There is perhaps no other industry in the world that is as highly regulated as the medical field. This is true not only here in the US, but in other countries across the globe, and that includes the Middle East. If you work within the medical field and deal with people living in the Middle East – whether they be suppliers, vendors, government regulators, and/or patients receiving medical services or devices – you know all too well how vital high quality translation services are to this industry.
Medical professionals typically need a wide variety of documents translated, including instructions, package inserts, technical papers, marketing material, training and instruction manuals, and regulatory documentation, to name just a few. This requires a level of expertise that far surpasses that needed in many other industries. In fact, translators who work within the medical field often need many years of experience in order to become adequately familiar with the jargon and vocabulary commonly used within this industry. When it comes to successfully translating medical documentation either going to or coming from the Middle East, translators also need to be familiar with the unique medical practices and regulations of the many countries in that region.
Although Arabic may be the first language that comes to mind in relation to languages of the Middle East, Arabic is only one of many languages spoken in countries throughout this vast region of the world. When looking for a translator, it’s vital that you choose one who is fluent in the target language, and that can vary depending on the country. What follows is a list of the most commonly spoken languages throughout the Middle East:
- Arabic – As we mentioned earlier, Arabic is probably the most widely known language of the region. This ancient, complex language includes several different dialects and is spoken primarily by people in the United Arab Emirates and the Kingdom of Saudi Arabia, as well as several other countries throughout the Middle East.
- Farsi – Also known as “Persian” or “Dari,” Farsi is spoken by an estimated 110 million people throughout Iran, Iraq, Afghanistan, Tajikistan, Azerbaijan, and Uzbekistan.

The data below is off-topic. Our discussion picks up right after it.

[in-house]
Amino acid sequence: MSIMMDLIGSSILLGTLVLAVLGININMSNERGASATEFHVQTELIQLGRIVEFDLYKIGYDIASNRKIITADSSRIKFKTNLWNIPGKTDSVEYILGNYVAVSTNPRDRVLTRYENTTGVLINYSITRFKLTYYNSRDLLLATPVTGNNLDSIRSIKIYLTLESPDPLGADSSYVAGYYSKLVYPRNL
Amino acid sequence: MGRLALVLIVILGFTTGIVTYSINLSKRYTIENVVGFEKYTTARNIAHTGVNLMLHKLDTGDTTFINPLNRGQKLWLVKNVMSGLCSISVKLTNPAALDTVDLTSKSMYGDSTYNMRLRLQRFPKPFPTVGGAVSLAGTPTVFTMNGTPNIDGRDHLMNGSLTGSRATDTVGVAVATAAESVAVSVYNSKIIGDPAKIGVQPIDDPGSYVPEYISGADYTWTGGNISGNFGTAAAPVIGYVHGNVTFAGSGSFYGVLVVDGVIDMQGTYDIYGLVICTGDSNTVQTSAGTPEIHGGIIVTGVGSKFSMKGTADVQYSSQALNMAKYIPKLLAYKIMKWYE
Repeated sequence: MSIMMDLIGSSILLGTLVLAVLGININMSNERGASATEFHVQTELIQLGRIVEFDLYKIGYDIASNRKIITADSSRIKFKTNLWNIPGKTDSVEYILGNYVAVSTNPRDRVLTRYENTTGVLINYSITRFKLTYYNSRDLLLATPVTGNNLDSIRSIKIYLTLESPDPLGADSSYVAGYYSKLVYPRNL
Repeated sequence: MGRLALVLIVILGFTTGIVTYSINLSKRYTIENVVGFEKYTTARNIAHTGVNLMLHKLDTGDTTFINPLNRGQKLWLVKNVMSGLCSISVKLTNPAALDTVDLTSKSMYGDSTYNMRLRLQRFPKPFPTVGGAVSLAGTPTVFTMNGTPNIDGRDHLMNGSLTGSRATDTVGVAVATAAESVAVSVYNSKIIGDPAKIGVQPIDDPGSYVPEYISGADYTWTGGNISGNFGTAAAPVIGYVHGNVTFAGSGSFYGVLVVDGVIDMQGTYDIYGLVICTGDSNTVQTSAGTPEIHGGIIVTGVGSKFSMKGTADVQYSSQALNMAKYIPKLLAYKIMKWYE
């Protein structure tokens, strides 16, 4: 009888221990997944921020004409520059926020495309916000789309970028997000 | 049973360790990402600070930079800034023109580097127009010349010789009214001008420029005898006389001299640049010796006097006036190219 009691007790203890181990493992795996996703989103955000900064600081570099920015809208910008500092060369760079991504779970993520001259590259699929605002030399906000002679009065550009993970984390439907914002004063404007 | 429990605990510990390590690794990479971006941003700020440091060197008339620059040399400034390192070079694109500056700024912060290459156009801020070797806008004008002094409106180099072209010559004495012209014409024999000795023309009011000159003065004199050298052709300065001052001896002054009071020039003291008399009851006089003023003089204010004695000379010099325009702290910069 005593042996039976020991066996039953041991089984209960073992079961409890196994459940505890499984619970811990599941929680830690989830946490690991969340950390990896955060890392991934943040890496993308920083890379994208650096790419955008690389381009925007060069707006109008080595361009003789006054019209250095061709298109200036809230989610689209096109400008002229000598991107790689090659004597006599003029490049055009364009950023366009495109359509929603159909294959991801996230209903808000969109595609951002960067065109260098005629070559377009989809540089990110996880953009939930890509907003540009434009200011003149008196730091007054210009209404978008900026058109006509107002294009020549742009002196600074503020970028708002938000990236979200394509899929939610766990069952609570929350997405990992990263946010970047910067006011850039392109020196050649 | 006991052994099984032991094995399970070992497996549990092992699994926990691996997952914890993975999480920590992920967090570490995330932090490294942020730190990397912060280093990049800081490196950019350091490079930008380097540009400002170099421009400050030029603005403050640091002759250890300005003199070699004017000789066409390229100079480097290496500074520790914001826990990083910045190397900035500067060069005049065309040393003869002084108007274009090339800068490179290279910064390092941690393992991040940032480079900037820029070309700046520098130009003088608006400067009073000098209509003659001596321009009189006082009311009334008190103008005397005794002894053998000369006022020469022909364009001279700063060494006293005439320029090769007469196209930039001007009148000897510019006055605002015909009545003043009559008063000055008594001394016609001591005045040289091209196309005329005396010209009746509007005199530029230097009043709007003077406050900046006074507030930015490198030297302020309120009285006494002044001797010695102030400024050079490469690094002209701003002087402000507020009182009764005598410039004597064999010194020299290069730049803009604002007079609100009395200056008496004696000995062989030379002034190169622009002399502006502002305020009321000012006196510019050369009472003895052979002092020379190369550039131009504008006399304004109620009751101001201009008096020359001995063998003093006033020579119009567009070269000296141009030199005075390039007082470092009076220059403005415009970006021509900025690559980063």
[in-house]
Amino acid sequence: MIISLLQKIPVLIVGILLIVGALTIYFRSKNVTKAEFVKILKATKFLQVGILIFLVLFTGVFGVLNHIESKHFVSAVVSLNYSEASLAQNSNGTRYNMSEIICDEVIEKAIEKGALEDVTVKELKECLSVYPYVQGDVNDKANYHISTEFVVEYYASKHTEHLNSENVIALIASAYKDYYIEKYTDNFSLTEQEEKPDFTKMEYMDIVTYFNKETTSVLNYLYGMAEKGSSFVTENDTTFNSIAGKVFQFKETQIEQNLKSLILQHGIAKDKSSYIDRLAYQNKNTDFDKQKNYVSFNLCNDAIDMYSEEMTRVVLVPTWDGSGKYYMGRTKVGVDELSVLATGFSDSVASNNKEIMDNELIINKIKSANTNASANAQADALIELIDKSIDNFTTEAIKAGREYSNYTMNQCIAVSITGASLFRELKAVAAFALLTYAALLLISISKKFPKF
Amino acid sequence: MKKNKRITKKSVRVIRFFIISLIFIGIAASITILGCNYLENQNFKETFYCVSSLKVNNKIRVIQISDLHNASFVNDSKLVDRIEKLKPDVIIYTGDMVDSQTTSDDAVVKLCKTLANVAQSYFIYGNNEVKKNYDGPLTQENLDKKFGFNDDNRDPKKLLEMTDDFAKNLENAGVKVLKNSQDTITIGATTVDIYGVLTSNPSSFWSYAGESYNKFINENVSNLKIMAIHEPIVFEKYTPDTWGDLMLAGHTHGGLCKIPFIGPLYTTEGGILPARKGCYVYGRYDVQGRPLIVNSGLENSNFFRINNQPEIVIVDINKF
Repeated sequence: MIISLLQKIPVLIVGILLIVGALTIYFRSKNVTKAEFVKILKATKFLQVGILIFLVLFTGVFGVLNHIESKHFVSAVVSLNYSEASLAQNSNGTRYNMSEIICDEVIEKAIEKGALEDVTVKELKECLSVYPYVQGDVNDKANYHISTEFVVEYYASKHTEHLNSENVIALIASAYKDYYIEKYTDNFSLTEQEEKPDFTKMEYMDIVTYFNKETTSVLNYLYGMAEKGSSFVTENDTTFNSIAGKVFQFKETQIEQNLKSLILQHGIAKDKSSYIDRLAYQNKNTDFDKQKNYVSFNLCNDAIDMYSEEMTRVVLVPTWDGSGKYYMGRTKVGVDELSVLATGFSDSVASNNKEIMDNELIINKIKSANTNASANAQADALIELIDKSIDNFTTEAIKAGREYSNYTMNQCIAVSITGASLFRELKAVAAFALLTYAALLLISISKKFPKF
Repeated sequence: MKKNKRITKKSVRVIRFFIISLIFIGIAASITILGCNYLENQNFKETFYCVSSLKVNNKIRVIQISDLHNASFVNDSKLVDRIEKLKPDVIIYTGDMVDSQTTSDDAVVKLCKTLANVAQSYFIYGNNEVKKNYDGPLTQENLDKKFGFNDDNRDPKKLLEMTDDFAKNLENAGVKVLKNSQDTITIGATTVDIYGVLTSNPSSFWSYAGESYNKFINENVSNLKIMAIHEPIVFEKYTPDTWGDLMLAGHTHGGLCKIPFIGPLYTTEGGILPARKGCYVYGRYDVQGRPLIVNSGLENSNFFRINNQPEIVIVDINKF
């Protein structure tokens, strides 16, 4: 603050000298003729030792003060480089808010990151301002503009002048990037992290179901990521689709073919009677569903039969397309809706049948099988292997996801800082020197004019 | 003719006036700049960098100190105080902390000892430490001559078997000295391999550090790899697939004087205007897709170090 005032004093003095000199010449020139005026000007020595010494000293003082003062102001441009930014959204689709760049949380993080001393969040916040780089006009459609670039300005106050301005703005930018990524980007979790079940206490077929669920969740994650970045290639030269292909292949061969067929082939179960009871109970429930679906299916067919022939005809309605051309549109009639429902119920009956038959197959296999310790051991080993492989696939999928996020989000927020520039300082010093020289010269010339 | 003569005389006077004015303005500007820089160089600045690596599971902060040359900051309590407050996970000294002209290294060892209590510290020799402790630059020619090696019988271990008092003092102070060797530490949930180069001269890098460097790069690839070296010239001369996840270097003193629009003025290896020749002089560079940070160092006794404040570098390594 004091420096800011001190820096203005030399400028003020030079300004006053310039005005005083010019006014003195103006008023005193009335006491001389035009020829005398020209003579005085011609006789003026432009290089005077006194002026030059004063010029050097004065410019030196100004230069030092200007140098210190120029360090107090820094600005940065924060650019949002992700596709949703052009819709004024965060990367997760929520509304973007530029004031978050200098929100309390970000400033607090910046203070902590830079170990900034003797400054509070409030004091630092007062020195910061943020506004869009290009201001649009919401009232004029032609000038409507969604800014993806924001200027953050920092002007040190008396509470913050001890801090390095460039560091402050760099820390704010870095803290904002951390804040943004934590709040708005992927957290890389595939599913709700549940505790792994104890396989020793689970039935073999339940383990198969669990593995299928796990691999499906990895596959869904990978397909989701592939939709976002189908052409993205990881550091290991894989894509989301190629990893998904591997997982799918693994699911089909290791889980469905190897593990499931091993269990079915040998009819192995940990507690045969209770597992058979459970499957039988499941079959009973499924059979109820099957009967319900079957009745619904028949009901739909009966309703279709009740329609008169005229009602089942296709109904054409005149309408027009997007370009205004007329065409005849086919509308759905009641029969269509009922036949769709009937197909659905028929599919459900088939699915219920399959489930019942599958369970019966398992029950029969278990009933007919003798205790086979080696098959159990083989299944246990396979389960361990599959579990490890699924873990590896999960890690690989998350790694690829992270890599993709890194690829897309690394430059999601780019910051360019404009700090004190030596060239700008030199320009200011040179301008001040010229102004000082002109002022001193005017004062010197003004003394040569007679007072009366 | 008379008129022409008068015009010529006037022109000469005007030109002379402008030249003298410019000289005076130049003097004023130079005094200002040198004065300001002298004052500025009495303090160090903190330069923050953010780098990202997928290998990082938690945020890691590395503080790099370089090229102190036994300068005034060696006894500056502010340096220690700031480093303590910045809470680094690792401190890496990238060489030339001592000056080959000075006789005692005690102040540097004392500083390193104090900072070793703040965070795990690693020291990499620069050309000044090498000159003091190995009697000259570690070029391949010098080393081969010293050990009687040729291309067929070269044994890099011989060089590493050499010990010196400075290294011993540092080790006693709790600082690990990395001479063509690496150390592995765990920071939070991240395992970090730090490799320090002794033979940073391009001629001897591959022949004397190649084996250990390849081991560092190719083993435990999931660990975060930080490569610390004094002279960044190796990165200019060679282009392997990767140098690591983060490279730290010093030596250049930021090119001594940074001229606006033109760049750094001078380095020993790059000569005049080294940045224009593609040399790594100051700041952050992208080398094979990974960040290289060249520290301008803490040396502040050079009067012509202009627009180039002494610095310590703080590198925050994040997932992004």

- Kurdish – The Kurdish family of languages include three main languages: Kurmanji (or Northern Kurdish); Sorani (or Central Kurdish); and Palewani or Xwarin/Xwarig (or Southern Kurdish). These Kurdish languages, in addition to the Northwestern Iranian Zaza-Gorani languages, are spoken by ethnic Kurds through the Kurdistan-Turkey-Iran region.
- Turkish – An estimated 72 million people throughout Turkey speak the official language of Turkish. In addition, Turkish is spoken by ethnic Turks in the Turkish Republic of Northern Cyprus, Greece, Iraq, Bulgaria, the Republic of Macedonia, Albania, Kosovo and a few other areas throughout Eastern Europe.
- Urdu – Urdu, the official language of Pakistan, is spoken by an estimated 70 million people in that country. In addition, it is spoken as a second language by people throughout India.
- Hebrew – Spoken primarily in Israel, Hebrew is also spoken by Jewish people throughout the entire Middle East region. Once considered a “dead” language, Modern Hebrew is now the official language of Israel. However, earlier forms of the language are still used in certain religious ceremonies.
In the medical field in particular – and perhaps especially when dealing with the languages of the Middle East – it is always best to work with a native speaker. Remember that there are huge cultural differences in the Middle East in addition to the wide variety of languages spoken there, and only a native speaker who is fluent in the language and intimately familiar with the culture will be aware of those differences, which can be vital when translating a document for a particular target audience. The first step in obtaining the highest quality translation services possible for your company is to contact a reputable translation agency. They can put you in touch with native speakers with extensive experience in the medical field.